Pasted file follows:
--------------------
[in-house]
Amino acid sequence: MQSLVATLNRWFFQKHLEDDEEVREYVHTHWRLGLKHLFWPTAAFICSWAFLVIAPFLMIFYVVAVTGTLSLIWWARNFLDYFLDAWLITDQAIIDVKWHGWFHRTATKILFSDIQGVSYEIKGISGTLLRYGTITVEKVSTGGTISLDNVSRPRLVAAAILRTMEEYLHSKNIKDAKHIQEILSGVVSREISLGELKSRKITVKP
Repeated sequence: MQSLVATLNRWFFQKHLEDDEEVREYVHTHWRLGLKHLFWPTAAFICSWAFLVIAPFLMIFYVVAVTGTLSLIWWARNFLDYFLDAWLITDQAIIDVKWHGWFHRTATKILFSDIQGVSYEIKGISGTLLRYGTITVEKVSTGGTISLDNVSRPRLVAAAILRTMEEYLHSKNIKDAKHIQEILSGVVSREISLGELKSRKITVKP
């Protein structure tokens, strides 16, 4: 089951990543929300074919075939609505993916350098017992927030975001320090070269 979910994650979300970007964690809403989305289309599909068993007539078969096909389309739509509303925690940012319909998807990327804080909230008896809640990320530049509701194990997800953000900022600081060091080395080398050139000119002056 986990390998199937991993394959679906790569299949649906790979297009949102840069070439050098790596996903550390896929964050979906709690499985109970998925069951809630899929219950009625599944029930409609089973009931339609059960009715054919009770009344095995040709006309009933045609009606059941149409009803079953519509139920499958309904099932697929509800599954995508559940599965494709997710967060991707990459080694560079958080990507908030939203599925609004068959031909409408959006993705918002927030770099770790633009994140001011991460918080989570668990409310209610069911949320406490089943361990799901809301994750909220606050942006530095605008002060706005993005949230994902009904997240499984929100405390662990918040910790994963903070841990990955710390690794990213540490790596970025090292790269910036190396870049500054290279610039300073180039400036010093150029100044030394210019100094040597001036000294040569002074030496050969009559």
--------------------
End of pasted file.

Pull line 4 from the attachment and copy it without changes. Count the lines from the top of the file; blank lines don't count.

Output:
């Protein structure tokens, strides 16, 4: 089951990543929300074919075939609505993916350098017992927030975001320090070269 979910994650979300970007964690809403989305289309599909068993007539078969096909389309739509509303925690940012319909998807990327804080909230008896809640990320530049509701194990997800953000900022600081060091080395080398050139000119002056 986990390998199937991993394959679906790569299949649906790979297009949102840069070439050098790596996903550390896929964050979906709690499985109970998925069951809630899929219950009625599944029930409609089973009931339609059960009715054919009770009344095995040709006309009933045609009606059941149409009803079953519509139920499958309904099932697929509800599954995508559940599965494709997710967060991707990459080694560079958080990507908030939203599925609004068959031909409408959006993705918002927030770099770790633009994140001011991460918080989570668990409310209610069911949320406490089943361990799901809301994750909220606050942006530095605008002060706005993005949230994902009904997240499984929100405390662990918040910790994963903070841990990955710390690794990213540490790596970025090292790269910036190396870049500054290279610039300073180039400036010093150029100044030394210019100094040597001036000294040569002074030496050969009559």